#TechTips: Phishing Emails

By Jonathan Rivlin, CPA, and Al & Christine Giovetti, CPA

[Ed. Note – Going forward, Jonathan Rivlin and Al and Christine Giovetti will be co-authoring some short articles for publication in various Maryland Society of Accounting and Tax Professionals newsletters and such. This is the first in that series. Please let us know if you have any tech questions that we can address for you!]

Phishing emails are getting more insidious. I received a different kind today. [Ed. note – I received a similar email. – Chris] It’s supposedly from PayPal, referencing a transaction I did NOT make and asking for money. A screenshot of the request is below.



A few items of note:

  • The last name (Williams) doesn’t match the requester’s last name (this was in the address line of the email, which is not part of the screenshot above).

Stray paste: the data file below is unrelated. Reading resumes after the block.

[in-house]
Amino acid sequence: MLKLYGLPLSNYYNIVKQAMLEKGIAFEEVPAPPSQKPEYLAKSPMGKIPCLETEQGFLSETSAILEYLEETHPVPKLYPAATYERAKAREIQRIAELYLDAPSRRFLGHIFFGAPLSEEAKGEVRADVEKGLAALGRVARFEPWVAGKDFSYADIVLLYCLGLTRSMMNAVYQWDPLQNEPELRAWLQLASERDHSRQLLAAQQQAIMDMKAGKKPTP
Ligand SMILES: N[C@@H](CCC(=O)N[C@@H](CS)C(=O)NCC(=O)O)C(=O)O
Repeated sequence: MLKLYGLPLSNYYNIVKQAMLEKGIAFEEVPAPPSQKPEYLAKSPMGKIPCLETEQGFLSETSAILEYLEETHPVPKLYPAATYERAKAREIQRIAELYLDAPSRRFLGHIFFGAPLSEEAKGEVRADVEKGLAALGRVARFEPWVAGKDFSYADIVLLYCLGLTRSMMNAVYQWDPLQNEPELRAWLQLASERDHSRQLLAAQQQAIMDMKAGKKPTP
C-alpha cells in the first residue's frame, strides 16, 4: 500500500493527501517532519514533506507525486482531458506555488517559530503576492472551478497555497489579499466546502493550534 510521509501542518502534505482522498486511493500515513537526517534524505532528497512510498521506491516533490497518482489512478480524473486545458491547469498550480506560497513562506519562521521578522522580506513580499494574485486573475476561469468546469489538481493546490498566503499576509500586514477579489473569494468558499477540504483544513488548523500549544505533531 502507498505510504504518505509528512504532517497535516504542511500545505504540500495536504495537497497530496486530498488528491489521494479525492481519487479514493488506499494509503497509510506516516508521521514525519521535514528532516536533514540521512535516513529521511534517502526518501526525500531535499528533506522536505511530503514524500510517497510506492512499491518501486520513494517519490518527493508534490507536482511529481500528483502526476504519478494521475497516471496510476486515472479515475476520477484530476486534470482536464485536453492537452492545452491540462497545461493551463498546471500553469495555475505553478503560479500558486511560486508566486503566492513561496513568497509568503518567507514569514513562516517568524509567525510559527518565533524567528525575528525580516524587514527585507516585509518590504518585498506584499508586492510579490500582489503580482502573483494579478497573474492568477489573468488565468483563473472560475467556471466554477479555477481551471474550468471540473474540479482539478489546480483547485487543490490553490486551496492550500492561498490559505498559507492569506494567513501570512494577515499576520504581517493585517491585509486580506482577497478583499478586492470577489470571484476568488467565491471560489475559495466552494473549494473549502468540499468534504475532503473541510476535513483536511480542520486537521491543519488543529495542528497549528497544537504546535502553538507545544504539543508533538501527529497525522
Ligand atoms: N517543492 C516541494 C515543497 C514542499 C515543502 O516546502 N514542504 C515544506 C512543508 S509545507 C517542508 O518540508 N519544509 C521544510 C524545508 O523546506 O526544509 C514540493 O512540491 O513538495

• The comma in the salutation is after the ‘Hello’ and not after the name (in small print, at the top).
  • I had to look up Cardano – it’s a type of cryptocurrency.
  • I Googled the 1-888 number and it did not come back as anything recognizable.
  • The requester was asking for the funds to be sent in Mexican Pesos (again, not part of the screenshot, but in the email).
  • I have no connection to anyone in Mexico or by the name of Andrea Williams.

I logged into my PayPal account – I went directly to PayPal, without clicking anything in the email – and found, under the tech support option, a message about phishing emails right at the top of the page, directing people to forward such emails to them directly and then delete the emails.

Like any phishing email, it falls apart pretty quickly upon even a little scrutiny, but if you’re rushing, it’s very easy to fall for it.

You see, this is why we can’t have nice things …